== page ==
Ready to learn how to make oatmeal once and for all? Before you get cooking, there's a lot to know about this simple pantry staple. There's a world of cooking variations to familiarize yourself with depending on how the raw grain was milled, which makes a difference in the preparation of your perfect bowl.
Like most grains, oats are best enjoyed in either a crunchy or a softened state. Dehydrated, toasted oats become granola. Oatmeal, on the other hand, is defined by the fullness of its hydration. In terms of cookery, oatmeal just might be the world's most forgiving dish. The recipe can be reduced to a simple equation. Oats + liquid + time = oatmeal. You can mess it up, but it's not easy, especially if you understand the ratio of oats to liquid. Oats can absorb a lot of water, so you need substantially less oats than water by volume: 1/2 cup of oats is a reasonable place to start for a single portion.
Let's explore three popular kinds of oatmeal—rolled oats, steel-cut oats, and instant oatmeal—and go over how to cook each one.
Rolled oats, also called flaked or old-fashioned oats, are quite literally rolled. Actually, they're steamrolled. Picture one of the machines road crews use to level asphalt, except there are two of them (one on top of the other) with steamed oat groats in between. When the rollers turn, the grain is flattened—almost like rolling dough through a pasta machine. Because the grains have been steamed and smashed, they're already par-cooked. Rolled oats can get you to a bowl of oatmeal in 10 minutes or less, with a soft, gooey texture that retains a slight chew. They're also ideal for baked oatmeal and oatmeal muffins.
Cook on the stove (boil then simmer for about 10 minutes, stirring occasionally) or in the microwave (uncovered on high for about 2 minutes, stirring halfway through) with a 1:2 oatmeal to liquid ratio. Use water or milk for sweet oatmeal, and water, milk, or stock for savory. If you find the consistency too thin, keep simmering and the oatmeal will thicken.
Steel-cut oats, also known as Irish oatmeal, are chopped rather than rolled. To give it some context: If oats were vegetables, steel-cut oats would be large dice. Millers use steel blades to break the groats into three or four pieces each. Because steel-cut oats haven't been steamed and smashed, and because they're thicker, they take longer to cook than rolled oats, and have a chewier texture.
Stove-top is the recommended method for steel-cut oats. Bring a 1:3 (or even 1:4) ratio of oatmeal to liquid to a boil in a pot, reduce to a simmer, and cook for 20 to 25 minutes, stirring every few minutes to prevent the oats from sticking to the bottom of the pot. Irish oatmeal can take up to 30 minutes to cook, depending on the heat level. If undercooked, the grains will be excessively al dente. This is easily corrected (provided you aren't already late for work). Just let them ride a little longer, adding water as necessary if the consistency becomes too thick before the oats are fully cooked.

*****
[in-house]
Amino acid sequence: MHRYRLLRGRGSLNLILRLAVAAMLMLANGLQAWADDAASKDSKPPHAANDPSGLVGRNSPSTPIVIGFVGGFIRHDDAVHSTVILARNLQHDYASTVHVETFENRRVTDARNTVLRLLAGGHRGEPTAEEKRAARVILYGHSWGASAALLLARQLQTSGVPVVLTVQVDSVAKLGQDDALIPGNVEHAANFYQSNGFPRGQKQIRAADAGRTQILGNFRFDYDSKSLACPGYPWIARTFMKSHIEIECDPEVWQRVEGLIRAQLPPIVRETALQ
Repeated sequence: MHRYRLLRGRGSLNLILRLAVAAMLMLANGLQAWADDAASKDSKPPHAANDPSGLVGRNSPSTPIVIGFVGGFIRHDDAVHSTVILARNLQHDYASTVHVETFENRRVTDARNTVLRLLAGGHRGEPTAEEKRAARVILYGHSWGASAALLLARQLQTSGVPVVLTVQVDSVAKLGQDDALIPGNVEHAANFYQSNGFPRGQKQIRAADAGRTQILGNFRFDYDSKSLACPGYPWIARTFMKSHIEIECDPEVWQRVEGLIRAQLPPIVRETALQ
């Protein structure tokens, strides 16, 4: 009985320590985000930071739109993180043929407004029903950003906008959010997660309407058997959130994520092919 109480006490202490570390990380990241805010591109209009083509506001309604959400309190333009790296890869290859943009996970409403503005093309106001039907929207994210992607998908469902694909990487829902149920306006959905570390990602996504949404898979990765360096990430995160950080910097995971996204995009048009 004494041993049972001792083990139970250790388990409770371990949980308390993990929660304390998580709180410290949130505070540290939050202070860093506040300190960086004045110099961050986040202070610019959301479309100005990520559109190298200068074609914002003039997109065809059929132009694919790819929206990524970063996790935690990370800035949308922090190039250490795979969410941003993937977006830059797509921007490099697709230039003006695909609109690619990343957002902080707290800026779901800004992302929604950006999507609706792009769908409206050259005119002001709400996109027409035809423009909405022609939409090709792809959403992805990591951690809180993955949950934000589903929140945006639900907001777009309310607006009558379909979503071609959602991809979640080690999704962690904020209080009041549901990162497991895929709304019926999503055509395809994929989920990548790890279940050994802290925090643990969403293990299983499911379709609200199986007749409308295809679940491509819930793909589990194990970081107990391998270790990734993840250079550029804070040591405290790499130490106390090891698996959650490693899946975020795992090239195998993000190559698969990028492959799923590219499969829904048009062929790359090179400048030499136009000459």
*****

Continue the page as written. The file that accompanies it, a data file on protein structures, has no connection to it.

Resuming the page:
If you burn your oatmeal, you'll unfortunately have to start over. Even if you try to separate the burned portion, the acrid flavor will have already infused the rest of the pot.
Instant oats are rolled oats that are thinner and broken into smaller pieces, and they cook the fastest of all three styles. You can more or less just add boiling water to instant oats or microwave them in a 1:2 ratio of oats to water for a minute, and have yourself a bowl of oatmeal right then and there. Instant oats also produce oatmeal with the smoothest, most homogeneous texture, which may or may not be a textural drawback depending on your inclinations.
Oats are so absorbent that heat isn't even necessary to make oatmeal; it simply helps oats absorb liquid more quickly (and it warms your belly on a cold morning). You're probably hip to overnight oats, which utilize time to the fullest to produce creamy oatmeal without the aid of your stove or microwave.
Now, let's talk flavor. The fun of oatmeal is that it's a blank canvas, eager to accept the endless flow of your creative ideas. Before you get too fancy, though, don't forget the salt. A little pinch of salt goes a long way toward bringing out the natural flavor of the grain. If you skip the salt, you're shortchanging your oats.
Oatmeal tastes great with just about anything. Standard breakfast flavor profiles are built from fruit, nuts, and seeds; dairy products like milk, butter, and yogurt; sweeteners like honey, maple syrup, and brown sugar; and spices like cinnamon or nutmeg. You can also get more adventurous with ingredients like chocolate, coconut milk, avocado, nut butters, pumpkin, cardamom, or star anise. You can even make savory oatmeal with ingredients like chicken broth, cheese, a fried or poached egg, sausage, chives, shallot, mushrooms, saffron, or turmeric.
Personally, I'm currently on a chocolate overnight oats kick, and banana bread oatmeal is one of my favorite ways to use overripe bananas. In the end, the best approach to oatmeal is to always keep oats stocked in the pantry, along with a few ingredients from the list above. That way, when your belly rumbles on a chilly morning, you'll be prepared to deliver the perfect bowl of oatmeal.
What's your go-to technique for making oatmeal? Let us know in the comments.